U.S. lawmakers called on regulators Thursday to review potential conflicts of interest involving third-party companies hired to evaluate banks' compliance with lending, capitalization and anti-money laundering rules. Led by Sen. Sherrod Brown (D-OH), members of the Senate Banking Committee criticized senior U.S. regulators for their alleged failure to effectively monitor the consultancies. The hearing followed a March report by the U.S. Government Accountability Office (GAO) critical of the use of consultants prior to a $10 billion settlement with financial institutions for improper foreclosure practices. "In the financial crisis and its aftermath, we have seen case after case of wrongdoing at...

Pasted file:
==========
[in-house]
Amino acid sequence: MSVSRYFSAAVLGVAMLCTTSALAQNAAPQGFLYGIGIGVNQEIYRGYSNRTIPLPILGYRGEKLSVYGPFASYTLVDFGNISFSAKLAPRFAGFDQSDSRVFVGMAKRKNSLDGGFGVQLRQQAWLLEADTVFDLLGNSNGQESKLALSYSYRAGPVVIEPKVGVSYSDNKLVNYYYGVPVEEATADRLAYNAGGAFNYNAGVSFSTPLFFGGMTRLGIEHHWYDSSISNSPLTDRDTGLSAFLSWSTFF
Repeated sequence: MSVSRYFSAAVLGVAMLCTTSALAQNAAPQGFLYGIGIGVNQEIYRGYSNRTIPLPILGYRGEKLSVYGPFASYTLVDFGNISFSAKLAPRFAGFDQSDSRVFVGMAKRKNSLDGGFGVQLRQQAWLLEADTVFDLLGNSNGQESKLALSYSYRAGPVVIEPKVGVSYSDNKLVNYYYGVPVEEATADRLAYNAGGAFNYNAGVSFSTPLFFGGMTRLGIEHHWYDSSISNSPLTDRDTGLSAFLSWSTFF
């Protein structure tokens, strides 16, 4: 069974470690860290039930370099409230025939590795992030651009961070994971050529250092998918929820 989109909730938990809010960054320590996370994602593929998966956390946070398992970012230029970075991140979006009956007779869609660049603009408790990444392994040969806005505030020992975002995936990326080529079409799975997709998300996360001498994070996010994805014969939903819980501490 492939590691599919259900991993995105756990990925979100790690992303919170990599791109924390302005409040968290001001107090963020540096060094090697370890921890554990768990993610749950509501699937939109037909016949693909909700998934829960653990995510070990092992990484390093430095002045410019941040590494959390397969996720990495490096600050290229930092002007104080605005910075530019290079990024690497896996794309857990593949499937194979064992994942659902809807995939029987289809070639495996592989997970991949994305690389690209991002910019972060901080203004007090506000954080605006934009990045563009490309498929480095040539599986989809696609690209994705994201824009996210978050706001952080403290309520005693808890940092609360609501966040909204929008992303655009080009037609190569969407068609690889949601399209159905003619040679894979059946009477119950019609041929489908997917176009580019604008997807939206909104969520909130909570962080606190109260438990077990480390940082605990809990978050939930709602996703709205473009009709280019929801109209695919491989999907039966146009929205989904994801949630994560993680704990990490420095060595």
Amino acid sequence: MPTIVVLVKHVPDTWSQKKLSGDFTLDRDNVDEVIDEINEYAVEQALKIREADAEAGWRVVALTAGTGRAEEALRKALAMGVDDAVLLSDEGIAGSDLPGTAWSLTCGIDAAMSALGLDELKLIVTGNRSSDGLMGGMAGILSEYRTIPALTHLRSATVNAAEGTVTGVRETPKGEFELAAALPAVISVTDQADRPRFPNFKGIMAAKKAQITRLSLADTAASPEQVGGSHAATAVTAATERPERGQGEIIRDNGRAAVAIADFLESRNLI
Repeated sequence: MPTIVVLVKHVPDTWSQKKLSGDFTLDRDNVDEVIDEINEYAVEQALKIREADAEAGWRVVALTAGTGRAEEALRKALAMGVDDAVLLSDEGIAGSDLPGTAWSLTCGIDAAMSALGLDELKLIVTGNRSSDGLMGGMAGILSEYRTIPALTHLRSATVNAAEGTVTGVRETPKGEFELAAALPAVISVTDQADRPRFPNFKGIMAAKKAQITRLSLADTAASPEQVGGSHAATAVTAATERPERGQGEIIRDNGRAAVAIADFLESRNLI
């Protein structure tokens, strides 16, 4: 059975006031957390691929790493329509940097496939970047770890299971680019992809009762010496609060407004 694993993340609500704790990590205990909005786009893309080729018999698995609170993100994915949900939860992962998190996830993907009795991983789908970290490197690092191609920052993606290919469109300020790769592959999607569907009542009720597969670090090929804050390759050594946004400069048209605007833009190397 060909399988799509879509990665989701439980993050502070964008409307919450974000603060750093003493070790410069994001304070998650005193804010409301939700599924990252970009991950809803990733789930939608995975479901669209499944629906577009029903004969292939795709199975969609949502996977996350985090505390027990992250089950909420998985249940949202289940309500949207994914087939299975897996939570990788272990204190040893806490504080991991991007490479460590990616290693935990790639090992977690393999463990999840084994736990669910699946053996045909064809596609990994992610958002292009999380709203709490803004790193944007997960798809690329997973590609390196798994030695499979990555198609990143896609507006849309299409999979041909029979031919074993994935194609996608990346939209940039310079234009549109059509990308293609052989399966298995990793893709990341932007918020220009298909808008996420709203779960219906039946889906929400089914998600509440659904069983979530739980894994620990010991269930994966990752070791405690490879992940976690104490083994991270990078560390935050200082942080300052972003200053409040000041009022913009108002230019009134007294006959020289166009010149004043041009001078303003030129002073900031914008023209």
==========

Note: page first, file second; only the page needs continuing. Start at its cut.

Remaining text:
Recent regulatory guidance on banks use of consultants for anti-money laundering remediation work places a renewed focus on the personal connections that can affect the independence of consultants, according to compliance professionals.
Financial consultants are weighing ways to shield their auditors from undue influence by clients in the wake of a monetary settlement by New York State and congressional testimony by federal regulators.
U.S. investigators looking into potential sanctions violations by Standard Chartered Bank will likely expedite their case following allegations by New York officials that the bank's executives permitted compliance violations, say sources.